China accounted for nine of the ten cities worldwide with the fastest annual home price increases, with Nanjing topping the rankings with average prices ending last year up 41.1%, according to a new report issued by property consultancy Knight Frank LLP.
Chinese cities would have dominated the entire top ten ranking had Wellington, New Zealand, where prices hiked 23.7% in 2016, not nudged Shenzhen out of the tenth spot. Shenzhen saw prices increase 23.5% last year.
Property price growth in China greatly contributed to global price hikes. House prices worldwide increased by an average 6.6% in 2016, the fastest rate in three years. However, excluding Chinese cities, the index would have increased by only 4.9% in 2016.
“The dominance of major Chinese cities at the top of the 12-month price growth rankings has led to increased moves by policy makers to cool these markets off with tougher home purchase restrictions and tighter lending criteria,” said Nicholas Holt, Head of Research for Asia-Pacific at Knight Frank. “These measures, coupled with more stringently imposed capital controls, could push more capital into some of the smaller Chinese cities, some of which are suffering from significant supply overhangs.”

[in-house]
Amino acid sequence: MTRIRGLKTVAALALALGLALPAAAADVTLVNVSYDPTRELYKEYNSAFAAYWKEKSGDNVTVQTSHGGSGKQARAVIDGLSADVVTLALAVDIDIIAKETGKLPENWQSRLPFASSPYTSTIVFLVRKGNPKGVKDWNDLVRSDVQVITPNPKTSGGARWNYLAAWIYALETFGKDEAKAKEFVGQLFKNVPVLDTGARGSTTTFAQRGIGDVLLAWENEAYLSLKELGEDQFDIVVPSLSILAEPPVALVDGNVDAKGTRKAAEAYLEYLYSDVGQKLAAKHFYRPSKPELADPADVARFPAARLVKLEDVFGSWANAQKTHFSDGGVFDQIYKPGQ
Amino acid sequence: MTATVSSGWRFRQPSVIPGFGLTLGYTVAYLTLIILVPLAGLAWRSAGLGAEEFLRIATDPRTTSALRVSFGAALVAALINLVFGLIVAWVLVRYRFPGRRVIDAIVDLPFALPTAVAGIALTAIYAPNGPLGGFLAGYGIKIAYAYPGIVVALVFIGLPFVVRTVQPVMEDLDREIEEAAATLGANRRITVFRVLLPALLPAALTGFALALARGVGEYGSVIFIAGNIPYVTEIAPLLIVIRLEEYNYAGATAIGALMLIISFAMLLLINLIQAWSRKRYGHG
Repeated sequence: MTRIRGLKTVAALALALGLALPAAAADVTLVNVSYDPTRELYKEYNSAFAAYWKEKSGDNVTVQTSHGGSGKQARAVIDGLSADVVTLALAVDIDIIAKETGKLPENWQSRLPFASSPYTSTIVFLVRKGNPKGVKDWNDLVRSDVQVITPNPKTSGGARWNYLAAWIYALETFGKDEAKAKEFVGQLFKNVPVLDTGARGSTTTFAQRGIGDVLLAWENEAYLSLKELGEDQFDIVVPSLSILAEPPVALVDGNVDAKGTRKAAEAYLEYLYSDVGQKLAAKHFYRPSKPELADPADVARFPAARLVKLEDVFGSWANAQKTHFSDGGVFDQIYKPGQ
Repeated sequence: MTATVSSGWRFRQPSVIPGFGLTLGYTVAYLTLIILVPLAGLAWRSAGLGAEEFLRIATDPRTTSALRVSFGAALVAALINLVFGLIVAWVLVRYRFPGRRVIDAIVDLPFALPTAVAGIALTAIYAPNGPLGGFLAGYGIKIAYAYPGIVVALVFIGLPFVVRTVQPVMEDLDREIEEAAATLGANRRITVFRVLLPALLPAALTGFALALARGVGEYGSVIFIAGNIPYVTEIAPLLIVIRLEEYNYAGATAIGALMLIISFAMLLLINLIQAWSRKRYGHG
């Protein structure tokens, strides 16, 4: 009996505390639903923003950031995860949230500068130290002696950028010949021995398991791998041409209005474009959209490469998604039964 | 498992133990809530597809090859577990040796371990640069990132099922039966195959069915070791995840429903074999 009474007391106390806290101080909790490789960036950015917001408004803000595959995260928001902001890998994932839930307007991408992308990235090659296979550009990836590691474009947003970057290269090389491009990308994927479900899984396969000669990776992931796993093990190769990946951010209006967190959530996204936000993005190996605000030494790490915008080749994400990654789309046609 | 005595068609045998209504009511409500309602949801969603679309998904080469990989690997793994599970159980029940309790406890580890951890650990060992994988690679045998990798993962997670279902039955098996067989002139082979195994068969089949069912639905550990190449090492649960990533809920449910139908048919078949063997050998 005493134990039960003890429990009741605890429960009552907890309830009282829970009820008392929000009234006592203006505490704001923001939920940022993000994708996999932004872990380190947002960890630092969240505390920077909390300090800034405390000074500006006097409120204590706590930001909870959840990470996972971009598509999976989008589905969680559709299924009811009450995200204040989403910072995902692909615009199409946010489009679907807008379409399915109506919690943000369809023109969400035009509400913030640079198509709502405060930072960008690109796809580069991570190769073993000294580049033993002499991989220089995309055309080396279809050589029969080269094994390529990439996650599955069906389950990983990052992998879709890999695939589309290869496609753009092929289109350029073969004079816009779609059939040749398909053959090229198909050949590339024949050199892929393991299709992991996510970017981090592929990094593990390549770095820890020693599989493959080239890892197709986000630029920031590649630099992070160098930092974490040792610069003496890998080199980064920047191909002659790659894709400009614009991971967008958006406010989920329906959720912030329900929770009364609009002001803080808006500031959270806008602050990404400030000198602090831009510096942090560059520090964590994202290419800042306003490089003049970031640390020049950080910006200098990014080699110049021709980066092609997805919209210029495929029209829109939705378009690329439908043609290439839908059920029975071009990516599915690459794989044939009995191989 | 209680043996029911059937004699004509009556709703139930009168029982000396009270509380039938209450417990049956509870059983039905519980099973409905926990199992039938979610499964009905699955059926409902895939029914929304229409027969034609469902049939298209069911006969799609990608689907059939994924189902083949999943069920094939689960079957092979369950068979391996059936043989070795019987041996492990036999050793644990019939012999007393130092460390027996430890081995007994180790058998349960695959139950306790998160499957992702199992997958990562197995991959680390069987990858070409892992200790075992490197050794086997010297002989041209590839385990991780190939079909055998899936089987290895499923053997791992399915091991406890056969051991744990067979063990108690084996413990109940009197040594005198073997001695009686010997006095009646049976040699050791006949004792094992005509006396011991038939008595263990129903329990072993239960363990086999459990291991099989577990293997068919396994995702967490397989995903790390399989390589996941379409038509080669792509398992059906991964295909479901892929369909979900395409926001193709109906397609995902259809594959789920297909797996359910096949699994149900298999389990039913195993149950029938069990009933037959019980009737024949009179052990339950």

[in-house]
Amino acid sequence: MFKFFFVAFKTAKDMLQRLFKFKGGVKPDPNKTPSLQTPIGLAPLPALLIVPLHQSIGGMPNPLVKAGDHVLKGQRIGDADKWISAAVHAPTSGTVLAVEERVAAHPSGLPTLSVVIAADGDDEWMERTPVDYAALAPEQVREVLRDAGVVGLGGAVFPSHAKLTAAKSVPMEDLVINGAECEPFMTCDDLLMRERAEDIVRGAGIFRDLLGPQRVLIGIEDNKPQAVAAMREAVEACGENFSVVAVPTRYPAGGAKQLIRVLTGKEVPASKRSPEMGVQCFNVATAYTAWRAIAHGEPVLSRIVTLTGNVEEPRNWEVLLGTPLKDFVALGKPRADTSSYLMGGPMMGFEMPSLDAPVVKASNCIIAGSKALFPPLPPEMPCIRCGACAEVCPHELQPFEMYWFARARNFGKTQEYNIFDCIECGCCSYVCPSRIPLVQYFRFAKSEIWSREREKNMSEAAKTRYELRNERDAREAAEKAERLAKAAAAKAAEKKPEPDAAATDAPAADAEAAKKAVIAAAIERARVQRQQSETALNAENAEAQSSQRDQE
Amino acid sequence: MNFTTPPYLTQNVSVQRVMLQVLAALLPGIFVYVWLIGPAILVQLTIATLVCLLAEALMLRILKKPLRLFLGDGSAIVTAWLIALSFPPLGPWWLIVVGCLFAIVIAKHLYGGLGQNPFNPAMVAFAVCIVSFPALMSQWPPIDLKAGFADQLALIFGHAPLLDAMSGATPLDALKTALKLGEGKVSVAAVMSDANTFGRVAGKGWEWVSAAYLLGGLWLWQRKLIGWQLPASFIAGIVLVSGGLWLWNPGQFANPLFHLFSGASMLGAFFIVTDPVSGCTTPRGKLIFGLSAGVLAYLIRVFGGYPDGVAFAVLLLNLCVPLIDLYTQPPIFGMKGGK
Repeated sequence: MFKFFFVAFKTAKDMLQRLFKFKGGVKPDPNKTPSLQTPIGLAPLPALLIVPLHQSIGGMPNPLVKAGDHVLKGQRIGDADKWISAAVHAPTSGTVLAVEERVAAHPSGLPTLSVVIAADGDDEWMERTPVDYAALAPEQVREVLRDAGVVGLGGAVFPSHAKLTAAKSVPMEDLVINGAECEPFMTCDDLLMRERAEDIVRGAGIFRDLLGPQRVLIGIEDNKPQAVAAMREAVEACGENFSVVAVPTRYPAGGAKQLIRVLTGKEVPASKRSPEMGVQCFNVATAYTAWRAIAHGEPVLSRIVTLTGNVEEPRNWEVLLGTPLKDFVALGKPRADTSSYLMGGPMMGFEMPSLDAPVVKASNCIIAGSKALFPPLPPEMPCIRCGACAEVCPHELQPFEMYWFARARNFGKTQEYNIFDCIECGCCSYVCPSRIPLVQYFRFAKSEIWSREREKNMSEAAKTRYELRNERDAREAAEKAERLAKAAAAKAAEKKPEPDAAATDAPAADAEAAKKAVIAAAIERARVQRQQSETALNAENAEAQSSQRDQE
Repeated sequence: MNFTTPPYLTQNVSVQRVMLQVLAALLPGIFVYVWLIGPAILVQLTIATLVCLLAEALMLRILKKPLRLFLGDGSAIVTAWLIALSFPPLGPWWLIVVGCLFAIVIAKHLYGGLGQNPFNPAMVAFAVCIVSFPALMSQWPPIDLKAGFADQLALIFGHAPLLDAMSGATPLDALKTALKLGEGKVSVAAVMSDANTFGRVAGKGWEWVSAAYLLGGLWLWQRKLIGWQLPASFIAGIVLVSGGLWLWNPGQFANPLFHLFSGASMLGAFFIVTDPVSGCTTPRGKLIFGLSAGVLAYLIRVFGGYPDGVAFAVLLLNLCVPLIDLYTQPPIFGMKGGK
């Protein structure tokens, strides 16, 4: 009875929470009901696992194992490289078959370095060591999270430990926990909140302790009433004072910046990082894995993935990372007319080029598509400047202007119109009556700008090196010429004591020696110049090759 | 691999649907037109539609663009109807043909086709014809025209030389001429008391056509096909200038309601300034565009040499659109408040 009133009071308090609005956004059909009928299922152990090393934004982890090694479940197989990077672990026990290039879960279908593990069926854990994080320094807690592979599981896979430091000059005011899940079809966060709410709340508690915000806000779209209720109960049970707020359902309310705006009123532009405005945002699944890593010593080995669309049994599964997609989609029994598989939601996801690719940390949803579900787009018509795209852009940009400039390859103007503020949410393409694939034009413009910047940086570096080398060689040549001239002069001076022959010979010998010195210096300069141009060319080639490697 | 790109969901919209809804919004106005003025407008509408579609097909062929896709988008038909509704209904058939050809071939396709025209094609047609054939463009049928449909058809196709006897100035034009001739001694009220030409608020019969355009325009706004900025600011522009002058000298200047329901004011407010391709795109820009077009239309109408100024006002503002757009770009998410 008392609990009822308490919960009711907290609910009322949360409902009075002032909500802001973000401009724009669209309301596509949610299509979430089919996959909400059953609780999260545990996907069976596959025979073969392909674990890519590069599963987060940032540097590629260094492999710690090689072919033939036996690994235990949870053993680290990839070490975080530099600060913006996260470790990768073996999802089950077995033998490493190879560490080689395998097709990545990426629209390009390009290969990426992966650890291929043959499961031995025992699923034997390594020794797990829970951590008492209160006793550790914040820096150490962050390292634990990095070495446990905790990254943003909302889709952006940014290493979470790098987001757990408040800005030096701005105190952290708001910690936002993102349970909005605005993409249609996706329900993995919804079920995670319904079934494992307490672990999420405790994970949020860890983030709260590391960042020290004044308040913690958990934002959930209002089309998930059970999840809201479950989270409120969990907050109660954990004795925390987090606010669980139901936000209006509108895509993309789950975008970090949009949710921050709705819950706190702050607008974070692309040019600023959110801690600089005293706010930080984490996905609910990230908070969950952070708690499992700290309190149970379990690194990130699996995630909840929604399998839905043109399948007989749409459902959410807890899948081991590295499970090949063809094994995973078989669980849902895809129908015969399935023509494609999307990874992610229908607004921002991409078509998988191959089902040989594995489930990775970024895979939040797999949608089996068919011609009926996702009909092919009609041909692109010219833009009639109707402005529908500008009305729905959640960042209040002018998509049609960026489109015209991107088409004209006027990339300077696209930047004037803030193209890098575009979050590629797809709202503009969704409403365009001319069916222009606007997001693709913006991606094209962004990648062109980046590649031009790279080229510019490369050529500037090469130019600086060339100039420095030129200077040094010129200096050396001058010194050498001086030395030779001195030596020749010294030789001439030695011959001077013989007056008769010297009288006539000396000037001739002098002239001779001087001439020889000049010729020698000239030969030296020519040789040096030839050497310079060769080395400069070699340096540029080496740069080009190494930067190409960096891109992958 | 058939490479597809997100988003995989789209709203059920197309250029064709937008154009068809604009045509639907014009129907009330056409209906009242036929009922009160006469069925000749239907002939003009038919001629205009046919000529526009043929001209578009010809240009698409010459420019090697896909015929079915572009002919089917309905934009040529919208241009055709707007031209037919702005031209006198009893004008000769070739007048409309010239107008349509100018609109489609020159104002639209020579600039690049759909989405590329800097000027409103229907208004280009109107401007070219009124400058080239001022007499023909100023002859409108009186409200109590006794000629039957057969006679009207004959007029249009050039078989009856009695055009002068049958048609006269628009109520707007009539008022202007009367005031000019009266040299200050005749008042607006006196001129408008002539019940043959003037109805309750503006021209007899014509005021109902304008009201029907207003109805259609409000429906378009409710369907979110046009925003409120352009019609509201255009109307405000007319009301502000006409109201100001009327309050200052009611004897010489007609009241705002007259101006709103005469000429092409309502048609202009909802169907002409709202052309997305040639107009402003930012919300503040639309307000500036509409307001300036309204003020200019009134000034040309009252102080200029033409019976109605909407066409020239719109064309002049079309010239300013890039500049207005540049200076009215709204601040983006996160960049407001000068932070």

“Hong Kong’s home prices rose a more modest 4.2% last year, as the government implemented various cooling measures. However, the government’s announcement in April of a 15% stamp duty levy on first-time home-buyers purchasing multiple flats is not expected to drag down home prices, as these transactions make up less than 5% of total sales. High land prices and strong housing demand will lend support to home prices, which are expected to rise a mild 5% in 2017,” said David Ji, Director and Head of Research & Consultancy Greater China at Knight Frank.
The firm’s Global Residential Cities Index tracks the performance of mainstream house prices across 150 cities worldwide, 47 of which are from the Asia-Pacific region.
Elsewhere, the cities of Auckland and Vancouver, which were New Zealand and Canada’s stellar performers for several years, have now been outpaced by their respective rivals, Wellington and Toronto. Auckland and Vancouver saw prices jump 12.4% and 17% last year, while Wellington and Toronto witnessed 23.7% and 19.8% price increases respectively.